ContractsProf Blog

Editor: Jeremy Telman
Oklahoma City University
School of Law

Monday, October 4, 2021

Sidney DeLong, The Art of the Steal

Sidney W. DeLong

DelongA recent contract dispute raises some amusing questions about the relationships between art and contract law: Can breach of a contract be a form of modern art? If so, can breach of a contract to provide a work of art itself constitute the promised work of art?

A Danish artist, Jens Haaning, was famous for imaginative art works intended as social commentary. Two of his previous works consisted of real currency pasted into a picture frame, each containing the average annual incomes of Danes and Austrians. The Kunsten Museum of Modern Art (below) commissioned him to recreate these two pieces as part of an exhibition about the labor market entitled “Work It Out.”  Its contract with Haaning provided that he was to receive the equivalent of around $7,000 in expenses plus a government-determined viewing fee. In addition, the Museum gave him the equivalent of $84,000, (534,000 kroner), which he was to attach to the art works as he had previously done. 

Shortly afterward, he delivered two empty picture frames, entitled “Take the Money and Run.” As he later explained, he thereby fulfilled his promise of artwork: “The work is that I have taken their money…It’s not theft. It is a breach of contract, and breach of contract is part of the work.” 

If you are unfamiliar with modern art, it may surprise you that the director of the museum admitted that the production was art appropriate to the exhibit about the labor market (illustrating the artist’s labor situation): “I want to give Jens absolutely the right that a work has been created in its own right, which actually comments on the exhibition we have. But that is not the agreement we had.” In other words, it’s good art but it’s a breach of contract. Nevertheless, Kunsten Museum chose to display the empty frames with their title because they were thematic to the exhibit. “It’s a comment on how we all work and it’s probably also a comment on the value of what he creates,” the museum director said. (This post will not address the intellectual property issues raised by this case.)

Whether or not it ends up in court, the dispute prompts some familiar contracts questions in novel dress. The Museum’s claim for return of the money is a familiar claim for restitution, either as a remedy for conversion or for repudiation of the contract. It would argue that it retained ownership of the money that Haaning converted to his own use. The contract seems analogous to one in which a customer supplies gold to a jeweler to form into a necklace for the customer. The customer remains the owner of the gold and if the jeweler refuses to return it, it is liable for conversion.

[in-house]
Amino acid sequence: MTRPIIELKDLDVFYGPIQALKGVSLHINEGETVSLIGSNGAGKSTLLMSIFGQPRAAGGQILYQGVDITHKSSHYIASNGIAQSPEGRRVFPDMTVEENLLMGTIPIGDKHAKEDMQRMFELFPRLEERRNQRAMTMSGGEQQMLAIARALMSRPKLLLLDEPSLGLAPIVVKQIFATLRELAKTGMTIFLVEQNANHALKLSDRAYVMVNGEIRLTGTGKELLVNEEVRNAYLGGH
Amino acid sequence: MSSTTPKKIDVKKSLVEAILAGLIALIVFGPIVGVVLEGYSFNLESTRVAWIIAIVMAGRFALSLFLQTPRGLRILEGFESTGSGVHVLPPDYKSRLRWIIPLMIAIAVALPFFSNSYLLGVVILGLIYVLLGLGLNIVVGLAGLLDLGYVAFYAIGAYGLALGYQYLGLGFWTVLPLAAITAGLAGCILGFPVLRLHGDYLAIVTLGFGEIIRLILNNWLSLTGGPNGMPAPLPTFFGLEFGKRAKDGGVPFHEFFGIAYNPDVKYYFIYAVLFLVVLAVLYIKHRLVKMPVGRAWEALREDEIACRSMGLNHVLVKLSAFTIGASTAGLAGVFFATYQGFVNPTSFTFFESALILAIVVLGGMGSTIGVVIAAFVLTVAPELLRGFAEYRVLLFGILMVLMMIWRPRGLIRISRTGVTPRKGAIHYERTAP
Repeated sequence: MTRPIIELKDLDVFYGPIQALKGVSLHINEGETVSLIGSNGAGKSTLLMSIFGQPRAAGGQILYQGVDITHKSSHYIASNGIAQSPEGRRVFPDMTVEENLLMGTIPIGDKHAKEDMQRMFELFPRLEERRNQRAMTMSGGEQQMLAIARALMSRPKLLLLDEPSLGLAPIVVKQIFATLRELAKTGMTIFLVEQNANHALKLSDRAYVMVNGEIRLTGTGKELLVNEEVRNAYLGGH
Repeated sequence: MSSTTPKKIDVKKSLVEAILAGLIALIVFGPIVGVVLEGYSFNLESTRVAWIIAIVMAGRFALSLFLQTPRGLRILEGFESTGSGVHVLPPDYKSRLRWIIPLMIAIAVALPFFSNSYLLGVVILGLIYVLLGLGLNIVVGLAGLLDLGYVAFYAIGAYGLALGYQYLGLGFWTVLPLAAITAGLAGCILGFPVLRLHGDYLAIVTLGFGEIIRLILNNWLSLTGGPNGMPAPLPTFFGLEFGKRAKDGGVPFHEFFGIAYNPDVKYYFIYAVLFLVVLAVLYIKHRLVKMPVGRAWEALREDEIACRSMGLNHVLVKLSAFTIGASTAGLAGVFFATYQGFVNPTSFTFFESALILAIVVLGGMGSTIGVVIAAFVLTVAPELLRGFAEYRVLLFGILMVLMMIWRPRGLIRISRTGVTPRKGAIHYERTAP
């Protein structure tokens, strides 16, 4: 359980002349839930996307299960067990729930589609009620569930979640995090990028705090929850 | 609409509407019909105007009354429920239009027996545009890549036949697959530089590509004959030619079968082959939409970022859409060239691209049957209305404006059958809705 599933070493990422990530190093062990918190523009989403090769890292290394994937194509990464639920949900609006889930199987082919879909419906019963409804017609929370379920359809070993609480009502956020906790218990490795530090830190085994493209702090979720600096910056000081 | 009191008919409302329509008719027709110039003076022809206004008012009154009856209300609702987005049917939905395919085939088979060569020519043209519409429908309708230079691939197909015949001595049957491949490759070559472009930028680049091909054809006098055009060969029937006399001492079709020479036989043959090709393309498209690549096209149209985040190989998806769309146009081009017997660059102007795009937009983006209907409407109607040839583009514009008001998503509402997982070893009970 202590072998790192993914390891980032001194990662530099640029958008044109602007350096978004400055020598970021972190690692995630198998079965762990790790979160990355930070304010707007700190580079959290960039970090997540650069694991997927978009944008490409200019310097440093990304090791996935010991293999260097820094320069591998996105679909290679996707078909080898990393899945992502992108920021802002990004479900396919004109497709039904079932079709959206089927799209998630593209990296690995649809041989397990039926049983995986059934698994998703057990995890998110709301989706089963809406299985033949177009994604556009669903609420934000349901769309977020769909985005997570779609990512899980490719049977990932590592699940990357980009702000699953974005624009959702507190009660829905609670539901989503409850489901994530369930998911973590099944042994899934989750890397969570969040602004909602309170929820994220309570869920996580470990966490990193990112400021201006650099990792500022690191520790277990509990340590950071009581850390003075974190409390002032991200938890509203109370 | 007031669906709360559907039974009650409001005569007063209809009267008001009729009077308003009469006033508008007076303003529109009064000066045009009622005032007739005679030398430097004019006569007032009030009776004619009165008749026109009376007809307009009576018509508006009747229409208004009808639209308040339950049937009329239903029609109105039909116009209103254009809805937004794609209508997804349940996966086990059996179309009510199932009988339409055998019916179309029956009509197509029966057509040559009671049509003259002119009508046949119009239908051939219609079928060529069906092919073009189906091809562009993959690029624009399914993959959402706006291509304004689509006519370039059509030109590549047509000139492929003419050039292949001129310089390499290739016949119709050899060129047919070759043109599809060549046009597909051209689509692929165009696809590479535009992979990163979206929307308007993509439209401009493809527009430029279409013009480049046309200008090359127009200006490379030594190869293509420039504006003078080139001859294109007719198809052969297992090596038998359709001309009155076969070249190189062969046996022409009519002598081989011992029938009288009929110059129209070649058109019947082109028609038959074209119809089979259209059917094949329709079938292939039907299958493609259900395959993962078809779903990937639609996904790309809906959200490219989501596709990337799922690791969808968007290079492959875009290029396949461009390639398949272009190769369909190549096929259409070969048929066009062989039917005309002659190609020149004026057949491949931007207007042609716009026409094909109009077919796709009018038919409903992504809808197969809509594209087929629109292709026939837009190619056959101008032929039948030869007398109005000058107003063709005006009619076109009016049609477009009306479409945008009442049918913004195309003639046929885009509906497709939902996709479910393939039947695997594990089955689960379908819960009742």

Haaning argued that taking the money and ripping off the Museum (his “employer”) was “the work,” an artistic performance commissioned by the Museum. He might argue that his contract obligated him to create a work of art “using the cash” he was given and he did precisely that: by taking the cash and refusing to paste it into a frame and return it to the Museum, he converted his own work situation into an act of resistance in solidarity with workers everywhere. As he said, "I encourage other people who have just as miserable working conditions as me to do the same."

A third, more familiar, contracts issue of interest is whether the Museum, by displaying the empty frames, collecting revenue generated by them, and admitting that they make an artistic statement appropriate to the exhibition, thereby waived Haaning’s breach by accepting his performance. The director was quoted as saying "It wasn't what we had agreed on in the contract, but we got new and interesting art." In reply, the Museum may argue that its action was only a mitigation of its damages and in any event, does not eliminate its restitution claim for the missing cash.

Puzzles about ArtFinally, Haaning presents the question whether breach of a contract can be its performance. The paradox of self-referentiality was one of the hallmarks of late 20th century movements in art and literature, so why should law escape its force? How should a court apply the objective theory of contract meaning if both parties understand that to breach the contract is, in a sense, to perform it? For Haaning, to take the money and run fulfilled his contract obligation by engaging in the most dramatic form of performance art, confronting the Museum and its visitors with its complicity in the exploitative work situation its exhibition was intended to portray.

So we are left to ponder: Breach as art? Breach as performance? Breach as speech?

(For readers who are interested in questions about the nature of art, I recommend a delightful little book “Puzzles About Art: An Aesthetics Casebook” by Margaret P. Battin et. al. (St. Martins Press 1989). Although it is somewhat dated in the Age of Banksy, even a Philistine can enjoy it.)

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